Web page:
Wednesday, January 31, 2018

St. John Bosco (Redford Twp.)

Cardinal Mooney established St. John Bosco Parish in June, 1956, in the southern part of Redford Township. Fr. Leo Sheltreau was appointed pastor. Not only was this Fr. Leo's first tenure as pastor, it was his first assignment to a parish. Prior to this assignment, Fr. Sheltrau spent spent 18 years with Catholic Youth Organization and chaplain to juvenile detention.

The parish worshipped at Thurston High School until a church could be built. Msgr. Hardy, pastor of Sacred Heart Parish in Dearborn, led the groundbreaking ceremony on June 30, 1957.

The first Mass at St. John Bosco Church was on Christmas Eve, 1957, though construction was not yet finished.

Cardinal Mooney finally dedicated St. John Bosco Church on September 16, 1958, more than two years after the parish was established.

A parish school opened four years later with classes starting on September 10, 1962. Two lay teachers and two Adrian Dominican Sisters taught grades one, two and three. The following year, another Dominican sister joined the faculty. Sr. Margaret Joseph was the first principal.

St. John Bosco Parish celebrated it's 60th anniversary in 2016. Throughout the parish's 62-year history, there have been only three pastors: Fr. Leo Sheltreau (1956-1980), Fr. Michael Kundrat (1980-1984), and Fr. Richard Osebold (1984-present). However, the parish went through a series of a dozen associates and weekend associates. Both Fr. Sheltreau and Fr. Kundrat served at St. John Bosco until their respective retirements. It is likely that Fr. Osebold will also continue to minister at the parish until his retirement.

Fr. Osebold was previously the Dean of Studies at Sacred Heart Seminary, where he also taught Latin and Greek for two decades. He also served as a weekend assistant at St. John Bosco before he was appointed pastor. 

The parish once had 700 registered families but, at last count, numbered about 250. St. John Bosco clustered with St. Hilary and St. Robert Bellarmine in 2012. St. Hilary closed on June 29, 2014, but the other two remain clustered even though each has it's own pastor and parish staff.

A statue of St. Hilary, reclaimed from the now-closed St. Hilary Church, is suspended near the main entrance of St. John Bosco, next to a statue of the other namesake.

The Sacred Heart of Jesus, holding the Lamb of God, stands next to the Infant of Prague and St. Thérèse.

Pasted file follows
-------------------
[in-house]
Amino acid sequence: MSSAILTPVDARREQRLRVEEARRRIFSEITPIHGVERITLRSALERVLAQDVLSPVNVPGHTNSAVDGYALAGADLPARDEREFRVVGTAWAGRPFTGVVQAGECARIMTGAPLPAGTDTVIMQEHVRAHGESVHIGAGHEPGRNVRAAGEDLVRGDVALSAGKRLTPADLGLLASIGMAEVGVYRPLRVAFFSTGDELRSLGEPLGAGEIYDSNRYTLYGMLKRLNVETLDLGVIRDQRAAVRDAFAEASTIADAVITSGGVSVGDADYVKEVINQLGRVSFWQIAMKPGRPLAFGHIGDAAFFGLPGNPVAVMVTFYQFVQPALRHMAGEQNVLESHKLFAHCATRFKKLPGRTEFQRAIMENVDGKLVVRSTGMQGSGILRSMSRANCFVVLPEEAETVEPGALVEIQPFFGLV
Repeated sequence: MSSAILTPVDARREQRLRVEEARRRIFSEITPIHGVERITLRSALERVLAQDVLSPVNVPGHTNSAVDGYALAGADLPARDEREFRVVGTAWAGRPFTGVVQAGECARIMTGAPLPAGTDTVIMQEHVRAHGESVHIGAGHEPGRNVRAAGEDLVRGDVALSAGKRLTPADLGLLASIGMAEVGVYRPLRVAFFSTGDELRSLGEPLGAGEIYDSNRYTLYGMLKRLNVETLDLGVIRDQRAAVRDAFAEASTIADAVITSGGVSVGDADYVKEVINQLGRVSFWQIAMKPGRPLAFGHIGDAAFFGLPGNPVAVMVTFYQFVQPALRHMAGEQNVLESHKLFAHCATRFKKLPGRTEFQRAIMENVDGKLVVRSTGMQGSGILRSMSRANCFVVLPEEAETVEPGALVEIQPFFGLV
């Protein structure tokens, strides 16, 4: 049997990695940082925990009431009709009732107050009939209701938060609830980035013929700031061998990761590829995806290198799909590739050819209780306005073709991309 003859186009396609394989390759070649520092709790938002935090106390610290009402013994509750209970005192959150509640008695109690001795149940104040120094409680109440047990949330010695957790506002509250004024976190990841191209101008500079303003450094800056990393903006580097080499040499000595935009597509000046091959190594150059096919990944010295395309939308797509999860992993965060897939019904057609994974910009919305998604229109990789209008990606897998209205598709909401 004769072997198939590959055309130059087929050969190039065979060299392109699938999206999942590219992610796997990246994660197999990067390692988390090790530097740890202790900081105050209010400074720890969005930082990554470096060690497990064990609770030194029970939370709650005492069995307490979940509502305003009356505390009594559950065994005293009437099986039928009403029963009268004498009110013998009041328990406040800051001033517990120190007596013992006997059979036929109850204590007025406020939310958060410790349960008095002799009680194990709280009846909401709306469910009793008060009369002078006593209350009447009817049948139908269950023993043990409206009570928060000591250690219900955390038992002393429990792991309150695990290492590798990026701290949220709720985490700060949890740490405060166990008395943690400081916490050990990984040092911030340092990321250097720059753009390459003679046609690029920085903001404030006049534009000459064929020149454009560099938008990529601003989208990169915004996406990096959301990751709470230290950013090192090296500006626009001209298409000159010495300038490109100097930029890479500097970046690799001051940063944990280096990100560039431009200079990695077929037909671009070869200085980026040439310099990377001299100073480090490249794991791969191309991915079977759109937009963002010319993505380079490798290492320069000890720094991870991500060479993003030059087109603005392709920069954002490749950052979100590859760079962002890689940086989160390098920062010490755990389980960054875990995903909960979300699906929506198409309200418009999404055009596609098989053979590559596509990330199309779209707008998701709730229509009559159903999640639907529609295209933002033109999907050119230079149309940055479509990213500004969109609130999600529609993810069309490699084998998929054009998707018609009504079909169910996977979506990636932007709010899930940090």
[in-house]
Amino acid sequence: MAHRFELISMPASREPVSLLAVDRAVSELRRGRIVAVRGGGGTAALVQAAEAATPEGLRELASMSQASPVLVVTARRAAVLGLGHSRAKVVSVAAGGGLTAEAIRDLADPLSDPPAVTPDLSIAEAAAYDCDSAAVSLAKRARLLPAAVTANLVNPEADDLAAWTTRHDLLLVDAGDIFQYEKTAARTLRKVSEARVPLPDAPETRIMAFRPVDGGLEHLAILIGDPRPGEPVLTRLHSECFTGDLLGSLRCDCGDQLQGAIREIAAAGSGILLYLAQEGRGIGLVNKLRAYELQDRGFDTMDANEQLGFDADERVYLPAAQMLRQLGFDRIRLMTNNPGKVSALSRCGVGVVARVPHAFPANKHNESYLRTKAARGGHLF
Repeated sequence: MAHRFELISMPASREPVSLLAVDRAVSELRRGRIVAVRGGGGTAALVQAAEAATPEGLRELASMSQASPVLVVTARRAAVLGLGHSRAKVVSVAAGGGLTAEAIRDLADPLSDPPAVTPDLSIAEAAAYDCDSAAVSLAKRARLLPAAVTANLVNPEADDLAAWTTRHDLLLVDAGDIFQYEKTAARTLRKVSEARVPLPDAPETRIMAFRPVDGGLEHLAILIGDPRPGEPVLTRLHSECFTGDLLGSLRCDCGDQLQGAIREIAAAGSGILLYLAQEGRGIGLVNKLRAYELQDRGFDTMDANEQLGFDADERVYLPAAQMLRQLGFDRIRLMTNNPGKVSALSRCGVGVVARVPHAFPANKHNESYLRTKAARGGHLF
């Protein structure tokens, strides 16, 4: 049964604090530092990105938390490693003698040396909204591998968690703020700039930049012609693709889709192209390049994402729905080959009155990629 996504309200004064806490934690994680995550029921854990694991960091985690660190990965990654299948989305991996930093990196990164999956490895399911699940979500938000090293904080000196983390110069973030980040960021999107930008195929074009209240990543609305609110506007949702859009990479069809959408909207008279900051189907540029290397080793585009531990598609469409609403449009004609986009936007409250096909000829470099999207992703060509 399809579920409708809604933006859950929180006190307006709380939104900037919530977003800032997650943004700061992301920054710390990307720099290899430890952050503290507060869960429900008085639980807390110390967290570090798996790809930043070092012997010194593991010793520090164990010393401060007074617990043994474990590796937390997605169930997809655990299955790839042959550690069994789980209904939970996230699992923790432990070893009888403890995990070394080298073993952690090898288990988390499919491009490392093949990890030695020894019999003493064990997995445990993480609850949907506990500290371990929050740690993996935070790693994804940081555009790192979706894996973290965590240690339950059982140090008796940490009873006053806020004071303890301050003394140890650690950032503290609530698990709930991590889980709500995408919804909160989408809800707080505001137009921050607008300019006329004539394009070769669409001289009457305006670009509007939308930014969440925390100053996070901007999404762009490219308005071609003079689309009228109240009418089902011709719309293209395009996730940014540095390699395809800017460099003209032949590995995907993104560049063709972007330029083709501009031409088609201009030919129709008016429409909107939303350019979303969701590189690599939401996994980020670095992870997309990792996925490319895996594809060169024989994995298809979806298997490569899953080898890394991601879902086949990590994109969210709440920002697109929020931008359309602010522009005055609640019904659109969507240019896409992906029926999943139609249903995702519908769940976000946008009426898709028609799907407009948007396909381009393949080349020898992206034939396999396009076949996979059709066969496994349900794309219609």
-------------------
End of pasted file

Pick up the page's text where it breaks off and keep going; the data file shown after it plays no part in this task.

Madonna and Child as well as St. Joseph in the back, left side of the church.

Most of the windows are common, clear glass. However, the windows above the main altar are stained-glasses. The Holy Trinity is depicted in the center window: the Hand of God the Father, the Agnus Dei, and Holy Spirit in the form of a dove.

A chapel stands behind the main altar, where daily Mass is celebrated every weekday except Thursday. Monday Mass is at 9:00am while Tuesdays, Wednesdays, and Fridays bring Mass at 8:30am. Tuesday Mass is preceded by Mother of Perpetual Help devotions at 8:15am and followed by Adoration of the Blessed Sacrament, 9:00am-7:00pm.

Fr. Osebold is assisted by two permanent deacons:  Rev. Mr. Robert Modes and Rev. Mr. Ziggy Kucharek. Saturday Vigil Mass is at 4:00pm, preceded by Confessions at 3:00pm, while Sunday Masses are at 9:00am and 11:00am.

More info: parish website + bulletin archive
More photos: AOD Film Services
More images of the stained-glass windows: Dawn's Art

Wednesday, January 24, 2018

Sacred Heart Chapel at Marygrove College

Sisters, Servants of the Immaculate Heart of Mary (IHM) opened St. Mary Academy in 1846 in Monroe. The school grew to include college-level classes and St. Mary College was established in 1905. Five years later, the State of Michigan empowered the college to grant degrees, and in 1914, the State Department of Education authorized it to grant teaching certificates. Those original charters are still in effect at Marygrove today.

Enrollment outgrew the confines in Monroe during the early 1920s. Bishop Gallagher and Mother Domitilla Donohue sought to move the college to Detroit. Mother Domitilla purchased an 80-acre wooded tract in a developing area of northwest Detroit in March, 1922, for $241,000. Indianapolis architects D.A. Bohlen & Son designed the Liberal Arts building (which houses the chapel) as well as the neighboring Madame Cadillac residence hall.

The new site suggested a new name, and in 1925, with the laying of the cornerstone of the present Liberal Arts Building, St. Mary College became Marygrove College.

The chapel features the traditional side altars to the Blessed Virgin Mary and St. Joseph, respectively.

The Sacred Heart of Jesus is depicted atop the main altar.

Fine woodworking details on the ends of the pews.

An interesting detail that I've never seen in a pew before: hinges cover small storage compartments on the top of each pew.

Large, white marble Stations of the Cross line the walls of the chapel.
Stained-glass windows depict scenes in the life of the Blessed Virgin Mary: the Annunciation (left) and the Visitation (right).